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Cares for Kids: Miracle Kid Arianna Stewart

Since birth, Arianna Stewart had a small lump on her belly that always worried her parents. Her story made her one of the 2018 Miracle Kids for Golisano Children's Hospital. (WHAM photo)

Rochester, N.Y. (WHAM) - Since birth, Arianna Stewart had a small lump on her belly that always worried her parents.

"We questioned it and questioned it," said Brandon Stewart, Arianna's father. "[We] asked our pediatrician what it was, asked other doctors, and kept getting the same answer that it was a herniated muscle and that it would go away, but it never went away."

After six months, Arianna's mother Vanessa Stewart demanded a more in-depth exam.

"At six months at her checkup, I told them I wasn't leaving until they sent us to Strong [Memorial Hospital], or made an appointment and gave us a referral for an ultrasound because we wanted some answers."

Maybe it was motherly intuition, parental intuition, because that ultrasound would be the first step in saving Arianna's life.

It showed the lump of belly fat was just that. But it also revealed, something there was no evidence of - a large tumor was growing on Arianna's liver.

It was Hepatoblastoma, a rare tumor accounting for just one percent of pediatric cancer diagnoses.

"It was a very, very quick lesson what matters in life," said Vanessa. "It was basically a blessing because by the time they found the tumor it took up three-fourths of her liver, there was no evidence. She was happy, healthy, as far as we can tell, a normal newborn."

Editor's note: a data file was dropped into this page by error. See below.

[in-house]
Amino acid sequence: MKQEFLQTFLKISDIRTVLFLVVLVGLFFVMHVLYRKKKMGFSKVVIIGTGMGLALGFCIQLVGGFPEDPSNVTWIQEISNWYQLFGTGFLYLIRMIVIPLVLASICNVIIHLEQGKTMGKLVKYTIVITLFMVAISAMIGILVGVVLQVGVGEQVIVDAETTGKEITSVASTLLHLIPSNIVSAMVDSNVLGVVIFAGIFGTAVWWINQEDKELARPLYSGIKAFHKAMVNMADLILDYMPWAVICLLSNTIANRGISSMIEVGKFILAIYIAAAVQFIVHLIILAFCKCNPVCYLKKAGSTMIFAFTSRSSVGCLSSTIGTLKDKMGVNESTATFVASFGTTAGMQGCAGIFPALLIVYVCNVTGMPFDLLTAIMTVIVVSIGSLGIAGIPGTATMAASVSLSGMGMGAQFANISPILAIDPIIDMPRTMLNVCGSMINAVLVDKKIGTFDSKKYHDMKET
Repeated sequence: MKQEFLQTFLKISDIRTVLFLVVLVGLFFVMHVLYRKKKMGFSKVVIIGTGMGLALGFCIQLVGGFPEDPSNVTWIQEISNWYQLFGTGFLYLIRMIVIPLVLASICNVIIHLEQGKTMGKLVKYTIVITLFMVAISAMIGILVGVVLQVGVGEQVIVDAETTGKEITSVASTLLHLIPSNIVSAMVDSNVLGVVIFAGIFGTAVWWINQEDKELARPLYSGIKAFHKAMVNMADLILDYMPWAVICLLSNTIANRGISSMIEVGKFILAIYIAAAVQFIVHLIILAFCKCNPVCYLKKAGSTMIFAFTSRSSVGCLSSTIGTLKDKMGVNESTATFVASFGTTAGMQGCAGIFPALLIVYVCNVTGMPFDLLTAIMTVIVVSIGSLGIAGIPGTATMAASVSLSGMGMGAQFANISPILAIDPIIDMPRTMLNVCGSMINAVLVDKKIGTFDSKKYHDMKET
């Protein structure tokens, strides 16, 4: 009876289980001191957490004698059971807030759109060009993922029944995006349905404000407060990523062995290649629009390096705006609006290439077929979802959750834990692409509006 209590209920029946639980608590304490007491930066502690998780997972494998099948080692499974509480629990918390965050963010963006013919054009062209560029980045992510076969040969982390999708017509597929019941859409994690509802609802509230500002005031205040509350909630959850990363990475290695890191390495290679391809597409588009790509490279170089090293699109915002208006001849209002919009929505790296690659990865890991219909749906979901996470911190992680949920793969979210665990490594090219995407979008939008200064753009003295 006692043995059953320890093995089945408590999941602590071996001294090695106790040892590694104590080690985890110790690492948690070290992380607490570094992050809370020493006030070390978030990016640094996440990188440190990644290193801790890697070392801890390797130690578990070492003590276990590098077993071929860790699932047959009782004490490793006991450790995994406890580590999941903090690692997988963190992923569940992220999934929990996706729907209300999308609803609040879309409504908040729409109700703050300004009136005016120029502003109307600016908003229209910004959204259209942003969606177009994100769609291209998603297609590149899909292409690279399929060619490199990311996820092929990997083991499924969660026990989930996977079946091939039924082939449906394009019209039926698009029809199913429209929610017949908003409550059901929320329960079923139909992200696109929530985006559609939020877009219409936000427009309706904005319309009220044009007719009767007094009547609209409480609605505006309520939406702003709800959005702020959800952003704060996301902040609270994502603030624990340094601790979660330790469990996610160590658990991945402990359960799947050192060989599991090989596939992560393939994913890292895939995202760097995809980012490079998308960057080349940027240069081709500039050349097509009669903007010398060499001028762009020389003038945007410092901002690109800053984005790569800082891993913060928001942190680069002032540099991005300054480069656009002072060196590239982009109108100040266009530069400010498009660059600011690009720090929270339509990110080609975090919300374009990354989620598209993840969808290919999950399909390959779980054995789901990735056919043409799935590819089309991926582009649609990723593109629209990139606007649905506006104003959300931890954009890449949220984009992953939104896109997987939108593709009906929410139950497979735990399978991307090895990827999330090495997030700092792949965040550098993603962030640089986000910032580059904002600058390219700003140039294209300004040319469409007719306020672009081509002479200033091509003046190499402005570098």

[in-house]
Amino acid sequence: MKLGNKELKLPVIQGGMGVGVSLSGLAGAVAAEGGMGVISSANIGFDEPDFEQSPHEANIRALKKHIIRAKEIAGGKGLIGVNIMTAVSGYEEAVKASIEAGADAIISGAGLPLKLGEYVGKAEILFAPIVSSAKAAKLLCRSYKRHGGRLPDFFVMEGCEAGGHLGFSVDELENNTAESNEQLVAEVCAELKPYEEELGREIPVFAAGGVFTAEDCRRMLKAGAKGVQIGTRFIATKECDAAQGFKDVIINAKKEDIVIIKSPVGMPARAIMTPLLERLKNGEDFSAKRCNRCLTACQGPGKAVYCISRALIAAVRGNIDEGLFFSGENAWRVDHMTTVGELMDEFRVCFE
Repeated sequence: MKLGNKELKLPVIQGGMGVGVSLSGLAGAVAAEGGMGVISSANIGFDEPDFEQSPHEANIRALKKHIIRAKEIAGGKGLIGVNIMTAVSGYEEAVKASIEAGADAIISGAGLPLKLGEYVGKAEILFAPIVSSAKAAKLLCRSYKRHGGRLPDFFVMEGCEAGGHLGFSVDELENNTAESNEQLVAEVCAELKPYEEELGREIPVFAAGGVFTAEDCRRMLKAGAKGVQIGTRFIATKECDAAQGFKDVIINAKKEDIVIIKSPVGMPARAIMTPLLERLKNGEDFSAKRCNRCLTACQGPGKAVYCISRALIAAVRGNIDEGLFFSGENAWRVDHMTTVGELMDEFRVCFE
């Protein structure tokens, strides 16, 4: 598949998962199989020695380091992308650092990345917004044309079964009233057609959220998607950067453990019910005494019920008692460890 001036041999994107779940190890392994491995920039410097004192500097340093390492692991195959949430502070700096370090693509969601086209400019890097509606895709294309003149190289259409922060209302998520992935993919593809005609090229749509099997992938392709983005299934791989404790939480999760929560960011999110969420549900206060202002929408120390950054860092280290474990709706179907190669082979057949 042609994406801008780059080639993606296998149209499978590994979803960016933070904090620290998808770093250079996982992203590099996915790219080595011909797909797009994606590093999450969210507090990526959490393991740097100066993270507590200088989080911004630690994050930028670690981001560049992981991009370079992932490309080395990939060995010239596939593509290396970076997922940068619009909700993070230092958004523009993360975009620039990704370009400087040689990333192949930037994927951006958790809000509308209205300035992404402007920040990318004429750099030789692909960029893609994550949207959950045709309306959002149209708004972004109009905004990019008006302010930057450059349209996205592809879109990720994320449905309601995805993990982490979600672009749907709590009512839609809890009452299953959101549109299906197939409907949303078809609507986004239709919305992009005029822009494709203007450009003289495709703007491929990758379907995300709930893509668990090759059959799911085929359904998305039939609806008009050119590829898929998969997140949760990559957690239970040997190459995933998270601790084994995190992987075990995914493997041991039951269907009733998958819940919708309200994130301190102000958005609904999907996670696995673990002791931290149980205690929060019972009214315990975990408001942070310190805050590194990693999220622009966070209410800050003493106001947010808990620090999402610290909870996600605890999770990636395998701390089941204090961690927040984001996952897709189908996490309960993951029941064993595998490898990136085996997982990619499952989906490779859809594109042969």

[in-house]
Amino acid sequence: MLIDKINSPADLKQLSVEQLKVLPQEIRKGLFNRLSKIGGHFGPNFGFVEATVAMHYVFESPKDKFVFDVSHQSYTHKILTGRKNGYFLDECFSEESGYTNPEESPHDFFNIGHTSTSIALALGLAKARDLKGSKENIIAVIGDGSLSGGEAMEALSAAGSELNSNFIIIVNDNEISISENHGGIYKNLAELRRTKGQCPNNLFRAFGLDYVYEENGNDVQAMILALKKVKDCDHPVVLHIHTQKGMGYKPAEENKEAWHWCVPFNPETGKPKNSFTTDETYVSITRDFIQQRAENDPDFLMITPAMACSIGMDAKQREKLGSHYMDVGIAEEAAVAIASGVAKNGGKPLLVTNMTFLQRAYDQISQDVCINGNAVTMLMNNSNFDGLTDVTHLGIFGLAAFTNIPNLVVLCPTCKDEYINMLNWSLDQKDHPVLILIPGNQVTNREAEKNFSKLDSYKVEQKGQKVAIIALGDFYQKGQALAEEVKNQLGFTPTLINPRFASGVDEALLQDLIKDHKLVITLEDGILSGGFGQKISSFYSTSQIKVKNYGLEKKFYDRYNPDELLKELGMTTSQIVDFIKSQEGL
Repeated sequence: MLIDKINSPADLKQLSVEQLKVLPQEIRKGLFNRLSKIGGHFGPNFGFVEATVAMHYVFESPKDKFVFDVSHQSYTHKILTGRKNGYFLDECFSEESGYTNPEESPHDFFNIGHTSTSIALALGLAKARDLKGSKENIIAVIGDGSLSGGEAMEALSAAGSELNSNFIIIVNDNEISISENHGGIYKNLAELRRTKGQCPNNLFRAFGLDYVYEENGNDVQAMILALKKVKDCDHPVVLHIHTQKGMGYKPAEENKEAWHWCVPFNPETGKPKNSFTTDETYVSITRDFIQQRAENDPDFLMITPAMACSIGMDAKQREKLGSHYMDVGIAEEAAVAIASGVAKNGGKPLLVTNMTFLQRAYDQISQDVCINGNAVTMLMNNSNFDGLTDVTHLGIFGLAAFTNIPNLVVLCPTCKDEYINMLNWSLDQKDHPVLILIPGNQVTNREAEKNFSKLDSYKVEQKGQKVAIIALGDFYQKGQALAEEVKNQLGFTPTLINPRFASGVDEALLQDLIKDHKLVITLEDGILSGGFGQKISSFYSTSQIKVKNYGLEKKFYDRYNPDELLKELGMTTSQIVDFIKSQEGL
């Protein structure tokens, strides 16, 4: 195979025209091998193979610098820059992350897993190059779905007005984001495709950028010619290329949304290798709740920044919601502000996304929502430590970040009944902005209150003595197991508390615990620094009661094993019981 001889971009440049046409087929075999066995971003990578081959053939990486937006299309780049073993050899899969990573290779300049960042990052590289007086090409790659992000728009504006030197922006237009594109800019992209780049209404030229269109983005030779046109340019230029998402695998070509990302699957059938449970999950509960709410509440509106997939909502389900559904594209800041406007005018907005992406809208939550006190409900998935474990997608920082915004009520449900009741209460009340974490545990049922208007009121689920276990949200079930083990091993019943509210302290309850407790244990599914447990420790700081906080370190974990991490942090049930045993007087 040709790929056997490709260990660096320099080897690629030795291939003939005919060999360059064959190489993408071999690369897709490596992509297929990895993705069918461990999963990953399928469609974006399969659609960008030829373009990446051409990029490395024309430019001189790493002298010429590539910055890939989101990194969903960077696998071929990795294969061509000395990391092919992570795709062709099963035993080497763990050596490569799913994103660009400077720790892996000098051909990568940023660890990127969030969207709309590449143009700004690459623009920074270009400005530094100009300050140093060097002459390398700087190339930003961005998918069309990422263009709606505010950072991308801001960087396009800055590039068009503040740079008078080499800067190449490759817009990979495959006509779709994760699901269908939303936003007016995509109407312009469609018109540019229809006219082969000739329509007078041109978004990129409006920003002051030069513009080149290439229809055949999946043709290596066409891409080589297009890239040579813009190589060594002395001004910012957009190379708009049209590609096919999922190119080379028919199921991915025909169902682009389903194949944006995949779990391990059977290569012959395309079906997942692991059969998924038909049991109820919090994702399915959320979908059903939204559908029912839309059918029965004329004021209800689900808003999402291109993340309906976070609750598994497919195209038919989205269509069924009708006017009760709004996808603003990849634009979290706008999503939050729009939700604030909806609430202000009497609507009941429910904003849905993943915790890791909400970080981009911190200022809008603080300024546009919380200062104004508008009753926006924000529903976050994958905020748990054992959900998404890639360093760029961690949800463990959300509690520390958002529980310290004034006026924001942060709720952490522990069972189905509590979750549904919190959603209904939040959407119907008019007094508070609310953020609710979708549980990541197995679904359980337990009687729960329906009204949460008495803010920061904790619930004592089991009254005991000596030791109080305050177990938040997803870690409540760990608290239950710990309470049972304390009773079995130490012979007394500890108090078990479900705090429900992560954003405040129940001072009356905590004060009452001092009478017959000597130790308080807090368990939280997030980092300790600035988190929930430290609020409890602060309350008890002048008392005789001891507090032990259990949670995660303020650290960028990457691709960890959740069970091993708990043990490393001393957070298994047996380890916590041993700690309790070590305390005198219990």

For the next six months, Arianna would undergo extensive treatment at Golisano Children's Hospital.

"She looked fine, she acted fine, there was just nothing wrong, and yet we knew based on this initial ultrasound we got that there was just a monster lurking in there," said Dr. David Korones, Pediatric Oncologist at Golisano Children's Hospital.

Korones was part of the team of doctors and nurses who would treat and care for Arianna, and her family.

"She got several different types of chemo each with different sets of side effects and she would have to come into the hospital for about three days every time to get that chemo, every three weeks," said Dr. Koronas. "She also invariably would come back in a week or two to be hospitalized again with a complication to the chemo."

"They helped Arianna physically and medically, but they helped me emotionally and they helped Layla feel safe and happy at the hospital," said Vanessa. "The hospital is not a happy place, but somehow the staff at Golisano they know, they have that special touch to make you feel safe and happy, so I can't say enough about Golisano."

Surgery eventually removed the tumor on Arianna's liver and after a few more chemo treatments she rang "The End of Chemo Bell". That was in 2016.

"I still have a hard time not being there," said Vanessa. "It became my second home, it was a place that can relate to me, it was a place that not just took care of Ari they took care of [Ari's older sister] Layla, they're the only ones that understood our journey, they're the only ones that spoke our language. Everyone else just kind of looked at us confused and didn't know how to talk to us."

Today, Arianna is two years old and still cancer free.

"Right now, the party is just living every day to the fullest," said Vanessa. "I just want them to grow up happy and healthy and be who they want to be."

To support patients like Vanessa and the new improvements at the hospital, donate here. Join us Thursday as we join our radio partners Mix 100.5 and WHAM1180 for the Cares For Kids Radiothon for Golisano Children's Hospital.

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